—Jean Martin Fortier, author of The Market Gardener

"A first-rate, hands-on guide to successful and profitable farming on the very small scale, Curtis Stone's The Urban Farmer should be required reading for anyone who thinks that growing food requires hundreds of acres off in the countryside. Highly recommended."
— John Michael Greer, author of Green Wizardry

"Curtis Stone has artfully blended my three favorite things - entrepreneurship, independence and sustainable food production into one amazing book. He has also done so in a way that lowers the entry point for anyone who is truly motivated to no longer have any excuse for not getting started. To say I recommend this book highly is a gross understatement. I consider it required reading for anyone with a goal to start a business, not matter what niche they end up in."

— Jack Spirko, TheSurvivalPodcast.com

"If factory farms are not the solution to the biggest issue of our time - how to feed 9 billion people without cooking the planet - what can we do? Grow more food in the cities where we live. Urban agriculture is a tradition dating back thousands of years as well as an innovation reshaping modern city design. It's also a lure for a growing number of idealists drawn by a vision of reconnecting with the land while becoming part of the solution. But hold on. Anyone who's tried it as a business knows there's more to urban agriculture than romance. It takes hard work and common sense - two gifts Curtis Stone has in spades, and he's always been generous with sharing it. Local growers have appreciated the lectures and workshops where he spells out the dollars and sense behind growing city food. Now readers everywhere have the opportunity to tap into this valuable resource. If you're going to invest in your future as city food grower, start with a copy of The Urban Farmer."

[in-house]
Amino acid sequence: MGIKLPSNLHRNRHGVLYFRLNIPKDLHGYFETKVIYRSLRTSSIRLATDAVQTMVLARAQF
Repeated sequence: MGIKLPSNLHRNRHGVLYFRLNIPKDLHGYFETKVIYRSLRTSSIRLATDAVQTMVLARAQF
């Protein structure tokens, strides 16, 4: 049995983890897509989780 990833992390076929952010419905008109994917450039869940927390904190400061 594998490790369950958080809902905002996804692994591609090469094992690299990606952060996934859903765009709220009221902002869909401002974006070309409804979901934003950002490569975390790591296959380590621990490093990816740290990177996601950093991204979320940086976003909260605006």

— David Tracey, author of Guerrilla Gardening and Urban Agriculture

"This book is a treasure for anyone really serious about making a decent living off an urban farm. Back-to-the-lawn urban farming might look easy, but Curtis Stone shows exactly how that “ease” grows out of getting a thousand details right. They're all in this book, generously shared. This is not just a well-written business text, illustrating the myriad technical, entrepreneurial, marketing, accounting, farming and people skills Curtis developed to work smarter, not harder. It is even more a quintessential "how-to" manual, taking the reader step by step by step to the roots of running a profitable urban farm."
— Peter Ladner, author of The Urban Food Revolution and a long-time urban food gardener